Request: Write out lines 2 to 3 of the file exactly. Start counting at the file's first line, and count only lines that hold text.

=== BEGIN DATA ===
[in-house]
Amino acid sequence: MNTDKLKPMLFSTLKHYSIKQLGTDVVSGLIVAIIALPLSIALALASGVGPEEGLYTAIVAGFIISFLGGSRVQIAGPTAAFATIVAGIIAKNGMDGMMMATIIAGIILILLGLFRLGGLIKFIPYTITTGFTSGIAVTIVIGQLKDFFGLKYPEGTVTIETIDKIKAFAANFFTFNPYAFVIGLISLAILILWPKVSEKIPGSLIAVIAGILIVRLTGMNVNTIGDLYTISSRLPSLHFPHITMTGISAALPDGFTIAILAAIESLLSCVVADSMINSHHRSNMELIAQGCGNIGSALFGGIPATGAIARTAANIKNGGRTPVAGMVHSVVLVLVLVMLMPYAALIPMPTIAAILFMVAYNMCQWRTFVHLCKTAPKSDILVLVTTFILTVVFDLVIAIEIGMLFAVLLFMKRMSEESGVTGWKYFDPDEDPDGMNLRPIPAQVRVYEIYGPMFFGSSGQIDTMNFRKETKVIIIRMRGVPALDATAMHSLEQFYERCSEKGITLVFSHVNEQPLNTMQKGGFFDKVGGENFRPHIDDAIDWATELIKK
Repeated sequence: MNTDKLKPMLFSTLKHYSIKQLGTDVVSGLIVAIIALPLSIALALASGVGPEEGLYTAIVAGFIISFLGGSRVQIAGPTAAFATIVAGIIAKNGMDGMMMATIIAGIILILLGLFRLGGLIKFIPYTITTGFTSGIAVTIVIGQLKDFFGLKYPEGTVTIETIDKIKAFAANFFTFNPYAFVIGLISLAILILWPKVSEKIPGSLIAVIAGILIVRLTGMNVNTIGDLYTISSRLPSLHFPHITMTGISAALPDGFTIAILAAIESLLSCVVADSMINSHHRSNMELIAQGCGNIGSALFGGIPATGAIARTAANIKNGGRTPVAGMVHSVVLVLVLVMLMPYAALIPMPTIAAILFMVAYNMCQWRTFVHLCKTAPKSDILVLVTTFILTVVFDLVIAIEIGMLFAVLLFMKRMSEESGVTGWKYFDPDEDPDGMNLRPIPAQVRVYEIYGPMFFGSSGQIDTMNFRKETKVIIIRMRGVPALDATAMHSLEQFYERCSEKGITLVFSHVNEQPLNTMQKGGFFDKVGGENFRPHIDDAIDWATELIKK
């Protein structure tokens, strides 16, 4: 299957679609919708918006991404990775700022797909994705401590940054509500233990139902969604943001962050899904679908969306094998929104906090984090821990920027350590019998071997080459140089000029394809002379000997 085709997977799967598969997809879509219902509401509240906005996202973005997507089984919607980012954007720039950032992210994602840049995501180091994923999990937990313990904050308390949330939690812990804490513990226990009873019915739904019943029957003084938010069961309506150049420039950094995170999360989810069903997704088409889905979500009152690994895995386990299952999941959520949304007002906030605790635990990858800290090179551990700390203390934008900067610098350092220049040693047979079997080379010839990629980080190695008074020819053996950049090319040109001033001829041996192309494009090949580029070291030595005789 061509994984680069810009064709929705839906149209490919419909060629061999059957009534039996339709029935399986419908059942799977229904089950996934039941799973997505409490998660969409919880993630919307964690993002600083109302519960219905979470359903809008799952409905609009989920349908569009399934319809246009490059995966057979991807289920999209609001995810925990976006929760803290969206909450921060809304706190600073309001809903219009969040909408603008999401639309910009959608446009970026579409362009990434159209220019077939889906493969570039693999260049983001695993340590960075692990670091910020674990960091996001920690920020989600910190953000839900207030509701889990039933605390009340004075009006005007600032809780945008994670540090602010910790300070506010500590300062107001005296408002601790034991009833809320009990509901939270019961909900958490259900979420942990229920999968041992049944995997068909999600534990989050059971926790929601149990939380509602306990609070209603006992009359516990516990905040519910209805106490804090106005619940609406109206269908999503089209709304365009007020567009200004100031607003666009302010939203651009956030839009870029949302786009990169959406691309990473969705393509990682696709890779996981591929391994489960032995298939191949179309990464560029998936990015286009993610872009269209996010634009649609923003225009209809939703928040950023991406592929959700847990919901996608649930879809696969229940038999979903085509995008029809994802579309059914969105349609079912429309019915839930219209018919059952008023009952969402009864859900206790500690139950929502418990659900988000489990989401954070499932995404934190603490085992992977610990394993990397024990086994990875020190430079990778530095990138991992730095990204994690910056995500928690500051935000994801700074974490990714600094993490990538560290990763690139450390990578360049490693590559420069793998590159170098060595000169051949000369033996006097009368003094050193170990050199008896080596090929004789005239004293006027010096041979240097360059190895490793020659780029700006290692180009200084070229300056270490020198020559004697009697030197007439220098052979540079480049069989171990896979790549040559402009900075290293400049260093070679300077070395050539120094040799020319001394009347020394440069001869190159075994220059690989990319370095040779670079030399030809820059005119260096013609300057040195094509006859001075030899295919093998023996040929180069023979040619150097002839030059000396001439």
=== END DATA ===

Amino acid sequence: MNTDKLKPMLFSTLKHYSIKQLGTDVVSGLIVAIIALPLSIALALASGVGPEEGLYTAIVAGFIISFLGGSRVQIAGPTAAFATIVAGIIAKNGMDGMMMATIIAGIILILLGLFRLGGLIKFIPYTITTGFTSGIAVTIVIGQLKDFFGLKYPEGTVTIETIDKIKAFAANFFTFNPYAFVIGLISLAILILWPKVSEKIPGSLIAVIAGILIVRLTGMNVNTIGDLYTISSRLPSLHFPHITMTGISAALPDGFTIAILAAIESLLSCVVADSMINSHHRSNMELIAQGCGNIGSALFGGIPATGAIARTAANIKNGGRTPVAGMVHSVVLVLVLVMLMPYAALIPMPTIAAILFMVAYNMCQWRTFVHLCKTAPKSDILVLVTTFILTVVFDLVIAIEIGMLFAVLLFMKRMSEESGVTGWKYFDPDEDPDGMNLRPIPAQVRVYEIYGPMFFGSSGQIDTMNFRKETKVIIIRMRGVPALDATAMHSLEQFYERCSEKGITLVFSHVNEQPLNTMQKGGFFDKVGGENFRPHIDDAIDWATELIKK
Repeated sequence: MNTDKLKPMLFSTLKHYSIKQLGTDVVSGLIVAIIALPLSIALALASGVGPEEGLYTAIVAGFIISFLGGSRVQIAGPTAAFATIVAGIIAKNGMDGMMMATIIAGIILILLGLFRLGGLIKFIPYTITTGFTSGIAVTIVIGQLKDFFGLKYPEGTVTIETIDKIKAFAANFFTFNPYAFVIGLISLAILILWPKVSEKIPGSLIAVIAGILIVRLTGMNVNTIGDLYTISSRLPSLHFPHITMTGISAALPDGFTIAILAAIESLLSCVVADSMINSHHRSNMELIAQGCGNIGSALFGGIPATGAIARTAANIKNGGRTPVAGMVHSVVLVLVLVMLMPYAALIPMPTIAAILFMVAYNMCQWRTFVHLCKTAPKSDILVLVTTFILTVVFDLVIAIEIGMLFAVLLFMKRMSEESGVTGWKYFDPDEDPDGMNLRPIPAQVRVYEIYGPMFFGSSGQIDTMNFRKETKVIIIRMRGVPALDATAMHSLEQFYERCSEKGITLVFSHVNEQPLNTMQKGGFFDKVGGENFRPHIDDAIDWATELIKK